Mini-Study: Endurance Training Doing Step Ups Does Transfer To Running, but Only Half As Well

MTI Lab Rats hammering through 266x Step Up Intervals…

By Rob Shaul

 

BLUF

We conducted a short, 4-Week Mini-Study to test the transferability of one mode of endurance training (step ups) to another (running). Results found assessment improvement in both modes, but the improvement in step ups was twice as great.

 

Background

Does swimming make you a better runner? Does running make you a better cyclist? Does cycling make you better at hiking uphill? These are common questions which come up often by athletes who have equipment and/or space limitations and can’t follow our programming as prescribed.

More generally, does work in one endurance mode transfer to improvement in another endurance mode. If so, how much?

Our goal with this Mini-Study was to get an answer to this question, starting with two modes:  step ups and running.

 

Study Design/Deployment

This was a 4 week study. Week 1, MTI Lab Rats completed a 3-mile run time trial, and an 800x Step Up effort for time. Why these two assessments? Anecdotally based on completion times, we find most athletes finish these two efforts in approximately the same completion time.

For the next three weeks, on Tuesdays, Lab Rats completed three, 266x step up intervals at a pace 20% faster than their assessment pace.

On Thursdays, the athletes completed 1,000 step ups at a “moderate” pace – comfortable but not easy.

On Week 4, the 3-mile run and 800x step ups for time were re-assessed. Week 1 and Week 4 assessment times were compared.

Weekly Schedule

Monday

Tuesday

Wednesay

Thursday

Friday

Week 1

Strength Training

3-Mile Run Assessment

Strength Training

800x Step Up Assessment

Rest

Week 2

Strength Training

3x, Hard, Fast 266x Step Up Intervals

Strength Training

1,000x Step Ups at a moderate pace

Rest

Week 3

Strength Training

3x, Hard, Fast 266x Step Up Intervals

Strength Training

1,000x Step Ups at a moderate pace

Rest

Week 4

Strength Training

3-Mile Run Re-Assessment

Strength Training

800x Step Up Re-Assessment

Rest

 

The study hoped to answer three questions:

(1) Does training in one mode (step ups) improve performance in another mode (running)?

(2) If so, how much?

(3) If so, how much does the improvement in running compare to the improvement in step ups?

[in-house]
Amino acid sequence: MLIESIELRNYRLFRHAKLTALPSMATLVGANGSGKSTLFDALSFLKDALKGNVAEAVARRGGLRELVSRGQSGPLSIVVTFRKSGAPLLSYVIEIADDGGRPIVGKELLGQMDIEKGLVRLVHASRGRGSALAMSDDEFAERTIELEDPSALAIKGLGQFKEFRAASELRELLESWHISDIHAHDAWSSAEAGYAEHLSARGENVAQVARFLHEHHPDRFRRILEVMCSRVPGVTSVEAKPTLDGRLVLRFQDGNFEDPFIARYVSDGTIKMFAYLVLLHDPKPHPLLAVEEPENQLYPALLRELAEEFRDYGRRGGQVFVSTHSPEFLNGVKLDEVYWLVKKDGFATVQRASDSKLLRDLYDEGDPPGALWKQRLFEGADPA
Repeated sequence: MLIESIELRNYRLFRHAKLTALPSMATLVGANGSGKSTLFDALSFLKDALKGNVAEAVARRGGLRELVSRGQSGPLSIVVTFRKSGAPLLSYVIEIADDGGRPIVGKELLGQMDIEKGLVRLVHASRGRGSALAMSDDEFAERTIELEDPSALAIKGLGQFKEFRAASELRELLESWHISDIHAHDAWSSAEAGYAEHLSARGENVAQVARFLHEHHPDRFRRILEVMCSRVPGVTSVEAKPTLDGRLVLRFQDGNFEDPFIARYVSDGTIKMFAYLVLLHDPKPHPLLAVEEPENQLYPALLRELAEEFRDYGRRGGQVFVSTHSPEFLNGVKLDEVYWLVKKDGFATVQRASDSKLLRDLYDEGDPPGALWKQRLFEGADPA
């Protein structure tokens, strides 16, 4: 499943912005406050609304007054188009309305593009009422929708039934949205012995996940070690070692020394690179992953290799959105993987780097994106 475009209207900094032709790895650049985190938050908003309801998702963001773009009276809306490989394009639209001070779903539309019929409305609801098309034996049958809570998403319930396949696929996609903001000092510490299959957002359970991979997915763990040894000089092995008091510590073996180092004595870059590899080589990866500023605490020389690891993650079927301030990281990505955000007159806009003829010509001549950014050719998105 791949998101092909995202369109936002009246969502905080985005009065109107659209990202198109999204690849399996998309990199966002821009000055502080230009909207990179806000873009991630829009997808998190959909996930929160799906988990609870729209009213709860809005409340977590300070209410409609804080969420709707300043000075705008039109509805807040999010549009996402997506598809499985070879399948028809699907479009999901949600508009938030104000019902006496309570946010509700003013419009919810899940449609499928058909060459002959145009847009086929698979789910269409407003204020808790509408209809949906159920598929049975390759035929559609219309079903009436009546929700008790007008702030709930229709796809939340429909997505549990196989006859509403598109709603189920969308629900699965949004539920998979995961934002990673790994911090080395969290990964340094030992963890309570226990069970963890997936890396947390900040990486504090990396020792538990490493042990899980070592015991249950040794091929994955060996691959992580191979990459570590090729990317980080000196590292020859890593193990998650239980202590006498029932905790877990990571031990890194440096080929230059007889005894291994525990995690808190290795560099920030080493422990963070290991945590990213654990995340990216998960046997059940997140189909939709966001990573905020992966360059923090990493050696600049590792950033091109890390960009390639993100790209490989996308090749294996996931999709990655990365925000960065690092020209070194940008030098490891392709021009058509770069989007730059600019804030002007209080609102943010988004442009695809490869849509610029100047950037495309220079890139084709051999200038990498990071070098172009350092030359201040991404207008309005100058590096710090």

Results/Discussion

Multiple MTI Lab Rats began the study, but only four athletes completed all 4 weeks of the programming without missing a session or assessment. Their results are below:

 

All but one Lab Rat improved in assessment performance for both the step ups and the run, and 3 of the 4, had a significantly greater improvement in the step ups – which is what would be expected given the step up focused work between assessments.

That they also improved in the run to some extent is also not a surprise. Part of this improvement can be attributed to knowing what to expect and doing a better job of pacing for the second assessment. As well, part of the improvement can be attributed to general cardio improvement gains doing the step up intervals and long 1,000x step up efforts on Thursdays.

What is interesting and significant is the greater improvement in step ups.

 

Here are the answers to the initial study questions:

(1) Does training in one mode (step ups) improve performance in another mode (running)?
Yes – three of the four lab rats improved their running assessment times, despite doing only step up endurance training between assessments.

(2) If so, how much?
On average, 5.25%.

(3) If so, how much does the improvement in running compare to the improvement in step ups?
In general, running improved one half as much (5.25%) as step up improvement (11.6 %).

From a training and programming perspective, perhaps the more pertinent question is will training in one endurance mode help me in another mode? The answer, based on this limited mini study, is yes, but not nearly as much as if you had training in the first mode.

More directly, sport-specificity matters. If you need to get better running, it’s best to run. Need to improve step up performance? Do step ups. Need to improve swimming? Swim.

 

Next Steps

Clearly, the results here were limited by the small sample size. We had 8 Lab Rats begin the study, but just 4 complete all the assessments and training sessions.

We did split out four Lab Rats, separate from those above, and also have these four complete both assessments, but instead of following a step up progression, follow a similar running progression. We hoped to be able to compare their results to the step up group. We hoped to see if perhaps running transferred to step ups better than step ups transferred to running. However, none of these Lab Rats completed all the assessments and progressions so we weren’t able to make this comparison.

This is worth knowing and will hopefully result in a future Mini-Study.

As well, we’d like to know the transfer from biking to running, and ruck running. Often athletes recovering from injuries can’t run or ruck, but can bike, and I’ll often prescribe biking/spinning as a substitution mode while they recover. Knowing the extent of the transfer from biking to running and/or rucking would be valuable. Again, this hopefully will result in a future Mini-Study.

Questions, Comments, Feedback? Email coach@mtntactical.com